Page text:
Nixon's Slandering of General Lavelle

Sep 17, 2010 - by Don Fulsom

Air Force Gen. John Lavelle

Air Force Gen. John Lavelle

President Richard Nixon’s criminalities and cover-ups continue to be exposed, 36 years after the Watergate scandal forced him from office.

by Don Fulsom 

Recently declassified tapes and documents from President Nixon’s archives exploded a bombshell about how Nixon framed and slandered a distinguished U.S. military commander in Vietnam, Air Force Gen. John Lavelle.

In 1972, Lavelle became Nixon’s fall guy for obeying what turned out to be the commander in chief’s own top-secret orders to expand the bombing of North Vietnam in late 1971 and early 1972.

Nixon didn’t want to take the heat for that decision, unpopular with critics of the war—so Lavelle was sacrificed as the scapegoat, stripped of two of his four stars, and sacked.

This decision clearly bothered Nixon. It was too late for remedial action, but Nixon’s conscience was obviously pricked after Lavelle was hung out to dry.

Oval Office tapes released in recent years show Nixon telling National Security Advisor Henry Kissinger: "I don't want to hurt an innocent man” … "Frankly, Henry, I don't feel right about pushing him (Lavelle) into this thing and then, and then giving him a bad rap … "I just don't want him to be made a goat, goddammit."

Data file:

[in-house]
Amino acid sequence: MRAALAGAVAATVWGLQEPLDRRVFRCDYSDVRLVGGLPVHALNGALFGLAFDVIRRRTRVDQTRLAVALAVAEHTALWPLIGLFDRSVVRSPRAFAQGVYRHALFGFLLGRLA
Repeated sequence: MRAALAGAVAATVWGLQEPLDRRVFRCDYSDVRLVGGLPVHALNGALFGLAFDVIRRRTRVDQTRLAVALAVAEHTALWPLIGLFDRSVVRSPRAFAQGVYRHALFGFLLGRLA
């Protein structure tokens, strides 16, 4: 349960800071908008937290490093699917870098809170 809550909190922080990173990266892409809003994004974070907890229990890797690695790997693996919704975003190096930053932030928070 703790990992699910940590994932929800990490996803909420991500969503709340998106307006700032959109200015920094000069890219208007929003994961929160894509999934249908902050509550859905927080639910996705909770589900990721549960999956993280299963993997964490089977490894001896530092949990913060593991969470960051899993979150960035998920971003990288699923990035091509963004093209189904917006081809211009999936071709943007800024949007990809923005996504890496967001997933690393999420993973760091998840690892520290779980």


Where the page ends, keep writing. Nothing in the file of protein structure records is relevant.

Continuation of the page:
Yet, Nixon refused to ‘fess up that he had authorized the escalated bombings.  In fact, he resorted to a bold-faced lie to hide his own guilt and finger Lavelle—telling a June 26, 1972 press conference the stepped-up assault on SAM missile sites in the north “wasn’t authorized … It was proper for (Lavelle) to be relieved and retired."

In September 1972, Lavelle led off Senate Armed Service Committee hearings prompted by the bombing controversy.  He maintained that all of his actions were authorized and taken to protect the lives of airmen in his command. He said he had applied rules of engagement approved by the Joint Chiefs of Staff.

The general told the senators he was just following orders and described his fate as “a catastrophic blemish on my record … for conscientiously doing the job I was expected to do.”  Lavelle also vigorously denied an associated charge that he had falsified records about the supposedly unauthorized missions.